Ahmetoglu et al.[9] conducted a study on MDCT cholangiography with volume rendering for the assessment of patients with biliary obstruction. The findings on MDCT cholangiography were compared with those ERCP, PTC, biopsy, or surgery. For the diagnosis of biliary stone, sensitivity and specificity of MDCT cholangiography were 93% and 89%, respectively. For the diagnosis of malignant obstruction, sensitivity and specificity were both 94%. The accuracy of the technique for the diagnosis of biliary obstruction was 83.3%.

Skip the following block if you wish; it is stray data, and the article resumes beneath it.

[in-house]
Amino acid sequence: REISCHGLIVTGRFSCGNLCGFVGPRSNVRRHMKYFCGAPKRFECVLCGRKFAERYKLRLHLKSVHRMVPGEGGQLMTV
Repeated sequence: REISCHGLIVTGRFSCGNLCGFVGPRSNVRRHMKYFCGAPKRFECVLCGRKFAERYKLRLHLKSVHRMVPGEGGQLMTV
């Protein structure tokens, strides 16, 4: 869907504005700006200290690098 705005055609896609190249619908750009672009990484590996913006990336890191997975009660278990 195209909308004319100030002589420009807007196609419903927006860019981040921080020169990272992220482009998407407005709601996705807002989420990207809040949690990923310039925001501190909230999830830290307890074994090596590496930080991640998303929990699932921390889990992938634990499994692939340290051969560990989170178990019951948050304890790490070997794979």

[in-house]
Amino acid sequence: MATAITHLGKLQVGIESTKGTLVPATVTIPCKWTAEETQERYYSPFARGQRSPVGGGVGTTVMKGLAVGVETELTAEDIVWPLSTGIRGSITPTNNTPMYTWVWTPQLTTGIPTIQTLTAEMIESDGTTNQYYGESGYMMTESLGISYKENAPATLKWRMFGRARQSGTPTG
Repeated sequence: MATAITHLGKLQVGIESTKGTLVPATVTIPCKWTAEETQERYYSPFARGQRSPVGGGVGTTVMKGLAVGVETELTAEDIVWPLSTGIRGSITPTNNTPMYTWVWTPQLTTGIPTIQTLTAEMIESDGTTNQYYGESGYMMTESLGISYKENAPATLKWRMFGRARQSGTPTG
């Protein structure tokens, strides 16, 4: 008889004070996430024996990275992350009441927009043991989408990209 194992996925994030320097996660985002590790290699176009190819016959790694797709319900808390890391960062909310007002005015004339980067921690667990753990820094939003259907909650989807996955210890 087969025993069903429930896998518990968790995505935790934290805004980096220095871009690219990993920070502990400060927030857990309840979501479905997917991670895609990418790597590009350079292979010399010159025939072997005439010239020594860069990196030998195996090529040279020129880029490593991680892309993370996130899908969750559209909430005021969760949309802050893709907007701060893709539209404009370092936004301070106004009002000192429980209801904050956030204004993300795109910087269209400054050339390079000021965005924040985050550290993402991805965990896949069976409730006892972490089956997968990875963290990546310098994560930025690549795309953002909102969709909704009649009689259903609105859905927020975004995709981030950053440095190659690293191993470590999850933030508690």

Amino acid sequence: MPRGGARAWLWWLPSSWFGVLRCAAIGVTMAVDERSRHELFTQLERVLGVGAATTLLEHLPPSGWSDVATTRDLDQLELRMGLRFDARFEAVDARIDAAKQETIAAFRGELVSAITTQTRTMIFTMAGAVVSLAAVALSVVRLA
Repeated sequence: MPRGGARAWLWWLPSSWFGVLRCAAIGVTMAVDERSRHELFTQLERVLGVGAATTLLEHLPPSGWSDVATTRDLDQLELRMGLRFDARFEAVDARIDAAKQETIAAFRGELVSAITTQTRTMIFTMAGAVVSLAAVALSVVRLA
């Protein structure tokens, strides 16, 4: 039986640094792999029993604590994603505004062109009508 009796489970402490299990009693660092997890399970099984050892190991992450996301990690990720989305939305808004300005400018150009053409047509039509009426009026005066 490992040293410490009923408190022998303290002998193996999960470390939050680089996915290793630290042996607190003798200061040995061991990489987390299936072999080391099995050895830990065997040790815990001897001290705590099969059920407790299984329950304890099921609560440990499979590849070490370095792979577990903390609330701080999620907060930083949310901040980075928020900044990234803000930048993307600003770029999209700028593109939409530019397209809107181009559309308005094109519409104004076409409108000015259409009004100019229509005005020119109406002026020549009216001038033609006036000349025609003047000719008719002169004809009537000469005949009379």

Ishimaru et al.[10] compared the diagnostic accuracy of MDCT with MPR images with MRCP for evaluating obstructive jaundice and concluded that MDCT with MPR images was as accurate as MRI/MRCP for evaluating the biliary duct obstruction level and had high diagnostic accuracy in evaluating the cause of jaundice.

This study evaluates the diagnostic accuracy of MDCT in determining the level and cause of biliary obstruction in patients with obstructive jaundice and correlates MDCT findings with that of MRCP.


  Materials and Methods Top